The Algona Upper Des Moines from Algona, Iowa on November 25, 1896 · Page 6
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The Algona Upper Des Moines from Algona, Iowa · Page 6

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Algona, Iowa
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Wednesday, November 25, 1896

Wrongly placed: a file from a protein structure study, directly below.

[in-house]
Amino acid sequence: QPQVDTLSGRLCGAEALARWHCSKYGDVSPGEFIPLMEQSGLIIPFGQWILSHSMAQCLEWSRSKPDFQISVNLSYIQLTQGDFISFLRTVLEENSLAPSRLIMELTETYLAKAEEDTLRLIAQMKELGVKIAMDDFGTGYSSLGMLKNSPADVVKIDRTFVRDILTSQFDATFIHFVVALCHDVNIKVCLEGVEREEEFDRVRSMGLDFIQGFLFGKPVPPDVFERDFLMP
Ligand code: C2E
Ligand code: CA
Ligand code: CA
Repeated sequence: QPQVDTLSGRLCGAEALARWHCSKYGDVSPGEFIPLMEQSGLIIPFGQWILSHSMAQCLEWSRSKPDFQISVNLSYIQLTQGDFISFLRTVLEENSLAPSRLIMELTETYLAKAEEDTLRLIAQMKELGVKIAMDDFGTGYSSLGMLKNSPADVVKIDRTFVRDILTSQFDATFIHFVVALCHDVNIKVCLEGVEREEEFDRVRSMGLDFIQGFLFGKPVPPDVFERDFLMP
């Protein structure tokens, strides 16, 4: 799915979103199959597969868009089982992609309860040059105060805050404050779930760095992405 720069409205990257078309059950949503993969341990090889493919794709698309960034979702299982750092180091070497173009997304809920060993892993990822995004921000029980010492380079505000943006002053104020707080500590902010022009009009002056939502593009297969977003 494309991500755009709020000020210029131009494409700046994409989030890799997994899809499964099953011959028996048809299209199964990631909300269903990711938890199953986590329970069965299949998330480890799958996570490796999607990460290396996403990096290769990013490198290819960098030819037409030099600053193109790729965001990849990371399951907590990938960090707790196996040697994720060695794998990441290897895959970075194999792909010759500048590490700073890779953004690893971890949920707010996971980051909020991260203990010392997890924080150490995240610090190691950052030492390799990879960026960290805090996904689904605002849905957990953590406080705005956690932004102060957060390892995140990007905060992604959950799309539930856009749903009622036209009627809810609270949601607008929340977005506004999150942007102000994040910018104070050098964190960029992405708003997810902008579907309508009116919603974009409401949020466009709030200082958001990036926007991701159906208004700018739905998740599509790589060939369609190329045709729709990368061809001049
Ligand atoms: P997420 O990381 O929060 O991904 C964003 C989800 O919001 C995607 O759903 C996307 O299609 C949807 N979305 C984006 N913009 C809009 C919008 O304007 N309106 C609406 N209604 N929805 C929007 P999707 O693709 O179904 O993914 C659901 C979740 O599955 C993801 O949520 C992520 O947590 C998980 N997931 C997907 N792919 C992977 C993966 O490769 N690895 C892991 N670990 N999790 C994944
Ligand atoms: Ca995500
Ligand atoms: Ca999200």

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D&S MOINKS: ALU(h\A WttilNKrtttAt. [«S>=* We titanic Thee, O Father, for all that is bright- The gleam ol the day, and tbe stars of the night; f he flower* of onf youth and the fruits of our prime, Afld blessings that march down the pathway of time. We thank Thee, O Father, tor all that is drear— The «ob of the tempest, the flow of the tear; For never in blindness, and never in vain, Thy mercy permitted a sorrow or pain. i thank Thee, O Father, for song and for feast— The harvest that glowed and the wealth that increased; For never a blessing encompassed earth's child But thou in Thy mercy looked downward and smiled. tVe thank Tbee, O Father, of all, for the power Of aiding each other in Hfe's darkest boar; The generous heart and the bountiful hand. And all the soul help that sad souls understand. . We thank Thee, O Father, for days yet to be— For hopes that our future will call us to Thee— That all our Eternity form, through Thy love. One Thanksgiving Day in the mansions above. —Will Carleton. " THANKSGIVING * The old-time honored custom of making .a festival at Thanksgiving, as, indeed, at all other national holidays, is simple, beautiful, right. No greater argument can be advanced in favor of these holidays than that we continue zealously to keep them up in letter if not in spirit. When TTC think of the terrible bard- ships the Puritans were constantly undergoing, and yet of the feast which they Eprcaa* in the wilderness—when we think of their brave cheery ways, of their courage that stopped at nothing, and of that first primeval Thanksgiving dinner with its attendant praise- service and air of hearty cheer, we cannot help regretting that a little of that old-time sentiment has not deacended to the present generation. We who have everything to be thankful for are often thankful for little. We who are surrounded by every comfort are often as ungrateful as if we were surrounded by none. If one does not appreciate one's mercies, one may as well have calamities, for what dees prosperity signify if one Is not glad" Let IB then be truly, heartily glad for the beantlfnl world that surrounds us, for the books, the flowers, the pictures, the music, the love of kith and kin, the lisping words of children, the helpful hands of friends—for all this and much more which we receive with apparent Indifference. Service. Love alwajra gives. Service has a thousand forms, says the Christian Herald. Sometimes it is poverty that stands at our door and relief is want- eel, More often it is not money nor bread, but something more precious, friendship, sympathy. Sorrow or lone- Hnese \s before us. A mother's heart is breaLing. Money would be useless —it would be mockery. But we can hold to the neighbor's lips a cup of the wine of love, filled out of our own heart, which will hearten the sufferer, Of it Is the anguish of a life struggle, a human Gethsemane, beside which wo are cajjed to watch. We can give no actual ftid— the soul must fight its battles alone; but we can be as the angel that ministered to our Lord's Gethsemane imparting strength and helping the weary struggle? to win the victory. The world ie very ful? of sorrow and trial, and we cannot live among our feUpw wen and be true without sharing their loads. If we are happy we must hol4 the lamp of our happiness eo that Jt will fall upon the shadowed heart, jrwe have no burden, it is our duty to put our shoulders under the load of others. Selfishness rauet die or else o«r own heart's life must be frozen wlthte us, We soon 'learn that wo cannot Jive for QBrseJyes iana be Christians; that the blessings that are gent us are to bo shared with others and thjRt we are only God's almoners to carry them i» Christ's pam? to vhose jfpr whom they were i c tcn.qed, Uroe once more, 4ay, aunts §»a metes, cpu^ns, too, T cape from far $,way ' i they er« N£«tt,«NWP?*' 'WWW5WH *W J *W • Tnotwrriafa atria hOifiitSOTT V &A1P'"'" ' p*t m®fft$ffz* !H-> ,, ,1- iiaSiiiii ! iC ;; , m •itek* m £. -&4 m l# &) fmt -4 w? ,tjt ^ fflfe 3i«-.i* -«iVi--4-'V.. , «••V^JE l^ii^sar^i--"".' ^^ J$$. M [© AY, Bill, 'spose we .fellows give Widow Gray a regular surprise part}-Thanksgiving eve. "I heard those ilaitland boys *• bragging to little Tom Gray 1 f what a splendid Thanksgiv- •-"ing they were going to have, and Tom said, 'I guess we used to have as good a time as anybody when father was alive; but mother says tre mustn't expect a turkey or a mince pie this year.' "I lay awake last night ever so long, and planned It all out You and 1 will go up to 'Squire Fiske—father says he'e got a big heart—and I shouldn't wonder, if we tell him how hard Widow Gray works to get along and keep the boys at school, if he'll give the turkey, and then the biggest thing of all will be off my mind. "Then I want at least six pumpkias, and here comes in the fun—these 'surprise pumpkins' will be such pumpkins as you've never seen in all your life. You just come up to our barn to-night, at seven o'clock, and bring your pocketknife, sharpened up, and.I'll show you what I mean bv 'surprise pumpkins.* " And seven o'clock tbat November nieht found as jolly and happy a half- dozen boys as you'd wish to see, collected in 2Hr. Emery's barn. Six of the biggest pumpkins—one oval in shape —and six boys and six knives busy at work on the straw-covered floor. and cookies and all sorts of "goodies" for the Thanksgiving tea. On Thanksgiving eve, at eight p. ra.. might have been seen a torchlight procession moving across the mealow from Mr. Emery's barn, and along the lane that led to Widow Gray's cottage at the other end of the village. And this was the programme: Two boys with Chinese lanterns; two little Chinamen bearing on a pole between them a real Chinese tea-chest filled with tea and sugar; wheelbarrow, alternately wheeled by Joe Emery and Will Somerby. On each side of the barrow two pumpkins containing pies, doughnuts, etc. One pumpkin in front with celery and cranberries; large oval pumpkin in the center with turkey, decorated with laurel sprigs; spaces filled up with white potatoes and sweet potatoes; at the head of the barrow, on Pole, a little banner—"A Thanksgiving greeting from the friends of Mrs. Gray." Now, don't you think Joe Emery's was a new and jolly "pumpkin lark ?" B. P. Let Us Be Thankful. THIS WAS THE PROGRAMME.; First the pumpkins were cut in two parts, about two»tbirds from the base; then both parts were scooped -out, leaving the yellow rind about an inch in thlcJoiess; then a green wiyow withe or switch was cut the right length and put into the smallest part of'the divided pumpkin (the cover), for a handle. Then the boyn put a thin coat of varnish over their work, and left to jjry an a shelf in the barn a row of splendid new-fashioned orange-colored dishes and covers!' The next three days were busy, days, I can tell you, for the surprise party; but 'Squire Flske gave the turltey and, the "fixings"—celery and cranberries —and Joe's mother made a real Yankee plum-pudding; and Will's sister made two such pies; as Will eatd— mince and gquaph—and the other boys' mothers and sisters matle doughnut-* •ifj OME from Hamlot 'and city. Home o'er river "»nd sea, \\^ <* Th'e/ boys and girls ^ .' are coming To keep Thanks- giving with me, Hugh is a' judge, they tell me, : . And John is a learned divine. They were always more than common, Those sturdy lads of mine. Laura, my pride, my darling. And my little, Rosalie, And the children all are coming To keep Thanksgiving with me. The great world's din Is softened Ere it reaches this abode, This mountain-farm, that lieth 'Under the smile of God. So open the.-doors and windows, And let in the golden air, ' Sweep out, the dust and cobwebs, And make the old home fair. For swift from Hamlet and city Swift ovei; river aa<! sea. My boys and girls are hasting To keep Thanksgiving with me, —Agnes If incaid. Thankful. "f. don't eee what makes people go to football games on Thanksgiving Day,'' remarked his wife. "It hasn't any- tiiiig to do with the spirit of the'oc- casion," "Oh, yes, it has," was the reply. "I never went to a football game In my life that I didn't.feel tremendously thankful that I wasn't one of-the players."—Ex. The above goeg very welj with the experience of the little girJ,'Who, locked up the dog in a dark closet while the family were at church;Thanksgiving Day, so that he might, 'be thankful when they came home and let him v out. Turlcer Humor, O14 Turkey—Are you trying t» lay anything by this year? < Young Turfcey-r-No, i shall be satisfied if I can only Keep ahead until after Thanksgiving. < < . > *A * f * f ,V .i'...,' '. ''Brussels -Spi • '-• is.,^ .Mdiina j -Jfi? /> * DR. TALWBE'S SEMM. WasMasten. XOT. 23. ISP*.—A it- iotradia? ealt S»es est in this sermon ef Dr. Talmaee, If feezed it woaW be trToiatiosasry for good. His subject is. Teaa* Jiea Clmllensetl to Nobility," *Dd ON> test: 2 Kings S:17: "And the Lord oseced the eyes of the ycrong One moraing in Dothan. a young theological student was scared by finding himself and Elisha the prophet, open w&om he waited, surrounded by a wfcofe army of enemies. But venerable Elt$ha was BGI scared at all. because he saw the mountains full of defence lot him, in chariots made of fire, drawn &y horses of fire—a supernatural appearance that coEld nol be seen with Use natural eye. So the old minister prayet! that the yonng minister might Ewered. and tie Lord opened the eyes of the young man. and he also saw the fiery procession, looking somewhat. I srppos?. iiks- tbe Adirondacks or the Aliegfsaaies in autumnal resplendence. Many yoant men. standing among tbe most tremendous realities, have their eyes half sJiut or entirely closed. May G<K\ grant that niy sermon may or^n wide your eves to your safety, your opportunity. an>5 your destiny! A mighty defence for a young man is a goo«i home. Some cf my hearers look back with tender satisfaction to their early fcosne. it may have been rude and rustic, hidden among the hills, and architect or upholsterer never planned or adorned it. But ail the- fresco on princely walls never looked so enticing to you as those rough-hewn rafters. You can think of no park or arbor of trees planted on fashionable country-seat so attractive as the plain brook that ran in front of the old farm-house and sang under the weeping willows. No barred gateway, adorned with statue of bronze, and swung open by obsequious porter in full dres.?, has half the glory of the old swing gate. Many of you have a second dwelling-place, your adopted' home, (bat also is sacred forever. There you built the first family altar. There your children were born. All those trees you planted. That room is Solemn, because once iu it. over the hot pillow, flapped the wing of death. Under that roof you expect to lie down and die. You try with many woirfs to tell tbe excellency of the place, but you fail. There is only one word- in the language that can describe your meaning. It is home. Another defence for a young man is industrious habits. Many young men, in starting upon life in this age, expect to make their way through the world by the use of their wits rather than the toil of their bands. A boy now goes to the city and fails twice before he is as old as his father y.-as when he first saw the. : spires of ithe great town. Sitting in some office, rented at a thousand dollars a year, he is waiting for the bank to declare its dividend or goes into tbe market expecting before night" to bc made rich by tbe rushing up of the stocks. But luck seemed so dull he resolved on some other tack. Perhaps he, borrowed from his employer's money drawer, and forgets to put it back, or .for merely the purpose of improving his penmanship, makes a copyplate of a merchant's signature. Never mind; all is right in trade. In go'me dark night there may come in his dreams a' vision of the penitentiary;'.but it soon vanishes. In a short time he will be ready to retire from the bus> world, and amid his flocks and herd? cultivate the domestic virtues. Then those young men who once were his schoolmates, and knew no better than to, engage in honest work, 1 will come'with their ox-teams to draw him logs/and with hard hands to heave up his castle. This is po fancy picture. It is everyday life. I should not 'wonder if there were some rotten in that beautiful palace, I should not -'wonder if dire sickness should smite -through the young man, or If God should pour into his cup of life a. draught ..that would, thrill him with Unbearable 'agony, if his children should become to him a living curse, making his home a pest and a disgrace. I should not wonder if be goes to a miserable grave, and beyond it into the gnashing of teeth. The way of the ungodly shall perish. My young friends, there is no way to genuine success, except through toil, either of head or hand. At the battle of Grecy, in 1346, the prince of Wales, finding himself heavily pressed by the enemy, sent word to his father for help. The father, watching the battle from a windmill, and seeing his son was not wounded and could gain the day if he would, sent word, "No, I will not come. Let the boy win his ejjuj-s, for, if God will, I desire that this day be his with all its honors." Young man, fight your own battle, all through, and you gljall have the victory. Oh, it is a battle worth fighting! Two monarch^ of old fought a duel, Charles V, and Francis, and the stakes were kingdoms, Milan and Burgundy. You fight with sin, and the stake is heaven or helJ. Do not get the fatal idea that you are § genius, and that, therefore, there is pa need of close application. It is here where multitudes fail. The curse of this age is tbe geniuses; men with enormous gejf-concelt and egotism, and I ha.4 rather be an ox. an eagje; plain ant) plodding and useful, rathe}- than. hjgh*flyios ana foo,d jw iio.tWng hut to piefe au$ the eyes Qf p&vcasses, 5xtrasir(J»»»ry ca- k- wUUQVt-work. is )e no hppe let- to is tlm il the Divine injunction and at work, they would fe&t have •ft sauntering tinder the trees and hankering after that irnSt which de- utsyfd their and their posterity: a f root positive for al! ages to come that those who do not attend to their business are sure to get into mischief. I do not know tbat the prodigal in St-riptore would ever have been reclaimed had he not given up bis idle habits and gone to feeding swine for a living. The dtvii does not so often attack the man who is busy with the pen. and the book, and the trowel, and the saw, and the hammer. He is afraid of those weapons. But woe to the man whotn this roaring lion meets •with his hands in his pockets! This is the statenient of a man who has broken this Divine enactment: "1 was engaged in manufacturing on the Lehigh river. On the Sabbath 1 used to rest, but never regarded God in it. One beautiful Sabbath when tbe noise was all hushed, and the day was all that loveliness could make it, 1 sat down on my piazza, and went to work inventing a new shuttle. , 1 neither stopped to eat nor drink till tbe sun wi-nt down. By that time I bad the invention completed. The next morning I exhibited it. and boasted of my day's work, and was applauded. The shuttle was tried, and worked well, but that Sabbath day's work cost me fbirty thousand dollars. We branched out and enlarged, and the curse of heaven was upon me from that day on, ward." ' While the Divine frown must rest upon him wiio tramples upon this : statute. God's special favoi-- will be I upon that young man who scrupulously observes it. This day, properly observed, will throw a hallowed Influence over all the week. The song and sermon and sanctuary will hold back from presumptuous sins. That young man who begins the duties of life with cither secret Or open disrespect to the holy day, I .venture-to prophesy, will meet with'"no permanent successes. ••God's curse' will fall upon his ship, his store, his office, his studio, his body, and his soul. Tbe way of the wicked lie Uirneth upside down. In one of the old fables it was said that a wonderful child was born in Bagdad, and a magician could hear his footsteps six thousand miles away. But I can hear in the footstep of that young man on his way to the house of worship to-day the -step not only of a lifetime of usefulness, but the oncoming'' step of eternal ages of happiness yet millions of years away. A noble ideal ami confident expectation of approximating to it are an infallible defense. The artist completes in his mind the-great-thought that he wishes to transfer to the canvas or the marble befor-? he takes up the crayon or the chisel. .Tbe architect plans out j the entire structure before he orders the workmen to begin, and though there may for a long while seem to be nothing but blundering and rudeness, he has in his mind every Corinthian wreath and Gothic arch and Byzantine capital. The poet arranges the entire plot before he begins to chime the first canto of tingling rhythms'. And yet, strange to say. there are men who attempt to build their character without knowing whether in the end it shall be a rude Tartar's tent or a St. Mark's of Venice—men who begin to write the intricate poem of their lives without knowing whether it shall be a Homer's "Odyssey" or a rhymester's botch. Nine hundred and ninety-nine men out of a thousand are living without any great life-plot. Booted and spurred and plumed, and urging their swift courser in the hottest haste, I ask: "Hello, man, whither away?" His response is, "Nowhere." Rush into the busy shop or store of many a one, and taking the plane out of the man's hand or laying down the yardstick, say, "What, man, is all this about, so much stir and sweat?" The reply will stumble and break down between teeth and lips. 'Every one's duty ought only to be tho fillir.s np of the main plan of existence. Let men be consistent. If they prefer misdeeds to correct courses of action, then let .them draw out the design of knavery and cruelty and plunder. Let every day's falsehood and wrongdoing be added as coloring to the picture. Let bloody deeds red- stripe tbe picture, and tbe clouds of a wrathful God hang down heavily over the canvas, ready to break out in clamorous tempest. Let the waters be chafed and froth-tangled, and. green with immeasurable depths, Then take a torch of burning pitch and scorch into the frame the right name of'it—tbe soul's suicide. If one entering upon sinful directions would only in his mind or \>n paper, draw out in awful reality this dreadful picture, he would recoil from it and say:'-"Am I a Dante, that by my own life I should write another 'Inferno'?" But if you are resolved to live a lite such as God and 1 good men will approve, do not Jet it i be a vague dream, an indefinite determination, but, iu your mind, or uppn paper, sketch it in a,ll its minutiae. You cannot know the changes to which you may be subject, but you may know what always will be right and always will be wrong. Let gentleness ana charity and veracity and faith stand in the heart of the sketch, On some still brook's bank make a lamb and Hou lio down, together. Draw tws or three of the trees of life, not frost* stricken, nor ice-glazed, nor wind- stripped, but with thfck verdure waving like the palms'of heaven. On the aarkept cloud place the rainbow, pjllow of the dying 6$qrw, You not print the titje on the {rame, , dullest wjll catch tbe design it Sleuce; ajjcl say, "That, is the roacj tq Ufe, WJjat insuperable ships, b,WUy ""'"" ~IW} we)l rigged, yei Kwbwwd PQJ'U Swept every •«. - m ! y *° »ey go down Matty years ago word that two Importers, as _ TOJ tiirers. had been speaking i fl Uffl various places, and giving theft rience. and they told theif that they had long been Inttfi, aw me, and had become drunkaM* dining at my table, where * liquors of alt sorts. Infli^^., Idst degree I went etowfl to Campbell, chief of Brooklyn saying that 1 was going to start" .flight for Ohio to have those i arrested, and 1 Wanted htin to how to make the arrest tie «m| H , and said: "Do ttot waste your life71 chasing these men, (So home and Si your work, and they can do ftb *! harm." 1 took his counsel, and alt tb I well. Long ago 1 made up fay fljjy : that if one will put his trust in Q^ and be faithful to duty, he need JM fear any evil. Have (Sod on your «fe . young man, and all the combhW I forces of earth and hell can do you no damage. And this leads me to say that the jnightiest defense for a young man is the possession of religious principle. Nothing can take the place of it He may have manners that would put to shame the gracefulness and courtesy of a Lord Chesterfield. Foreign languages may drop from his tongue. He may be able to discuss literature, and laws, and foreign customs. He may wield a pen of unequaled polish and power. His quickness and 'tact may qualify him for the highest salary of the counting house. He may be as sharp as Herod and as strong as Samson, with as fine locks as those which hung Absalom, still he. is not safe from contamination. The more elegant his manner, and the more fascinating his dress, the more peril. Satan does not care for the allegiance of a cowardly and illiterate being. He cannot bring him into efficient service. But he loves to storm that castle of character which has in it the most spoils and treasures. It was not somo crazy craft creeping along the .coast with a valueless cargo that the pirate attacked, but the ship, full-winged and flagged, plying between great ports, carrying its millions of specie. The more your natural and acquired aceom- plishments, the more need of the religion of Jesus. Tbat does not cut In upoa or hack up the smoothness of disposition or behavior. It gives symmetry. It arrests that in the soul which ought to be arrested, and propels that which ought to be propelled. It fills up the gulleys. It elevates and transforms. To beauty it gives more beauty, to tact more tact, to enthusiasm of nature more enthusiasm, When the Holy Spirit impresses the image of God on the heart he does not spoil the canvass. If in all the multitudes of young men upon whom reli^ gion has acted you could find one nature that had been the least damaged, I would yifild this proposition. «' » » Many years ago I stood on the annl- versary platform with a minister of Christ who made this remarkable statement: "Thirty years ago two young men started out in the evening to attend the Park theater, New York, where a play was to be acted in which the cause of religion was to be placed in a ridiculous and hypocritical light. They came to the steps. The consciences of both smote them. One started to go home, but returned again to the door, and yet had not courage to enter, and finally departed. But the other young man entered the pit of the theater. It was the turning point in the history of these two young men, Tbe man who entered was caught in the whirl of temptation. He sank deeper and deeper in infamy; he was lost. That other young man was saved, and he now stands before you to bless God that for twenty years ha has been permitted to preach the Gospel." "Rejoice, O young man, in tay youth, and let thy heart cheer thea In tho days of thy youth; but know thou tbat for'all these things God will bring thee into judgment. SIR THOMAS BROWN. th« Value of ami Studied Gruvoo. He was a physician, and, while giving only his leisure to science and literature, he became a leading authority in the zoology and botany, of 'Great Britain, says Popular Science Monthly. H 9 introduced tho word "commensallty," now iu common use, to express a state of many living together, as it were, »t the same table. The word was mentioned by Johnson as an example ot a useful term, which if rejected, must be supplied by circumlocution. Browne was a pidneer in the scientific study ot graves and their contents. He appreciated tbe value of fossils. He was also a comparative anatomist, and 'cpnsjtftnt- ly engaged in suc-h topics as the anat, omy of the horse, the pigeon, the beaver, tho badger, the wh»l e - J D a no * e on an anatomy of a spermaceti whale the following passage occurs:, "It contained no less than sixty feet in length, the h»ftd somewhat peculiar, with a large prominence over the mouth; teeth only in the lower jaw, received into fleshy sockets in the upper- weight of the largest about pounds; no gristly substance in mouth, commonly ealle4 only two short fins * * * QO back; the eyes h«t small," TWs i? » very gpod note, we think, an<l written in a scientific spirit, _ mechanism, especially t&| gftita of quadrupeds antl the' ftcte fit ana floating; the Broulepy? of right »p4 left haa&M}»«se<aM t»"e.^Wt -figure pi m.0.n.' He tflJS ,W Tpo two the the